Point being, the density i.e. amount of mass in a given volume can and does also account for how much gravitational 'pull' an object will have.
Emission of photons is one of the principal ways Sun is shedding energy, which comes from its mass -- so mass goes down as well.
I can give ou another example -- take an electron and a positron and let them annihilate. There is nothing left in their place except for two photons. Which of course, carry the equivalent of mass of the pair that no longer exist.
Again, another very pointless inconsequential statement. The Sun does not work by total annihilation of it's mass into energy.
Again, if you fail to read it, tell me what happens to two annihilating particles. Where did the mass go?
If you have a black hole and you measure it's pull at distance X (this being a suitably large number, say same as between Earth and the Sun), and you have a common star of same mass at same distance, the force of gravity will be same.
See my point about observing an object from a distance larger than its radius (above).
Oh yeah it does, not by annihilation but by conversion of mass into energy. If you really didn't know that, it's time to hit the books!
Start here:
Originally posted by sirnex
reply to post by buddhasystem
If you have a black hole and you measure it's pull at distance X (this being a suitably large number, say same as between Earth and the Sun), and you have a common star of same mass at same distance, the force of gravity will be same.
Another wonderful very pointless and inconsequential statement. You could do that to every massive object in existence. It's still moot to the point that the denser an object is the more gravitational pull it will exert at a specified distance. If the sun were to collapse into a black hole right now, the Earth or probably any of the planets would not stay in their nice tidy little orbits they currently preside in, instead they would steadily begin to gravitate towards this new black hole, eventually getting consumed by it.
If a one solar mass black hole were to suddenly replace the Sun at the center of our solar system, the orbits of the planets would not change. This is because the physical laws that determine the orbital motion of the Earth depend only on the actual mass of the Sun, and not on whether it is distributed within a sphere (like the Sun) or at a point (like a black hole). I hope that answers your question.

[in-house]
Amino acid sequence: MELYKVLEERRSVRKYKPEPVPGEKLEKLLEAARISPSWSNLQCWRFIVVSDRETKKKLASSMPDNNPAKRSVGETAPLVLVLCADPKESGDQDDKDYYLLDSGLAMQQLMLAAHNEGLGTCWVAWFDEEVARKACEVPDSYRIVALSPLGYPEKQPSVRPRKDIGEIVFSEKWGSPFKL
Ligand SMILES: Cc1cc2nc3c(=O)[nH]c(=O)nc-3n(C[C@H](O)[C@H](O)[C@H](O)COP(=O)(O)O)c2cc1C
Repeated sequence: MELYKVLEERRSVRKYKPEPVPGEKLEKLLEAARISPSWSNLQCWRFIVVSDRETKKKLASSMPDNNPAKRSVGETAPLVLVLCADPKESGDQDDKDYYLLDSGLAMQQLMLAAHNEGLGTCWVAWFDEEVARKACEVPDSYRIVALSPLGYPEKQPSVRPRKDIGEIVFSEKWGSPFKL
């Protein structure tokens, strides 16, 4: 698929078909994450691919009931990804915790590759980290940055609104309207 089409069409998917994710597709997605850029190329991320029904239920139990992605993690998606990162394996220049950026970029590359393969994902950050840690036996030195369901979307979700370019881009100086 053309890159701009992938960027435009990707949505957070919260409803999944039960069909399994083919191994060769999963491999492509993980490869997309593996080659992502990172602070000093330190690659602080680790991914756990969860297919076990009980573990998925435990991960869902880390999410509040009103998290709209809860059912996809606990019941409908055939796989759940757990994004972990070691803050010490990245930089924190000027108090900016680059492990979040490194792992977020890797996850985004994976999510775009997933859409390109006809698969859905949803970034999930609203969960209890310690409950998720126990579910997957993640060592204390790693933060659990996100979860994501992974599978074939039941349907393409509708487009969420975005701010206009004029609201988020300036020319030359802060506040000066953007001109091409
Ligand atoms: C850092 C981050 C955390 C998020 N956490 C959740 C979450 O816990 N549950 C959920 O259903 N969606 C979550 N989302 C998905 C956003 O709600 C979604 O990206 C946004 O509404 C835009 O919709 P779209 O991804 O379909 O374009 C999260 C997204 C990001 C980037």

Regards,
Padi Boyd,
for the Ask an Astrophysicist
Originally posted by sirnex
reply to post by buddhasystem
Again, if you fail to read it, tell me what happens to two annihilating particles. Where did the mass go?
In the example you have provided, the mass is converted to energy and in that particular case its energy is in the electromagnetic spectrum as photon's and gamma rays. *Not* converted to gravity.
If the sun were to collapse into a black hole right now, the Earth or probably any of the planets would not stay in their nice tidy little orbits they currently preside in, instead they would steadily begin to gravitate towards this new black hole, eventually getting consumed by it.
See my point about observing an object from a distance larger than its radius (above).
Right, if your outside of an objects gravitational influence, you won't be affected by it. How many very pointless and inconsequential statements are you going to spout?
Oh yeah it does, not by annihilation but by conversion of mass into energy. If you really didn't know that, it's time to hit the books!
Start here:
Now your spouting arguments for the sake of spouting arguments.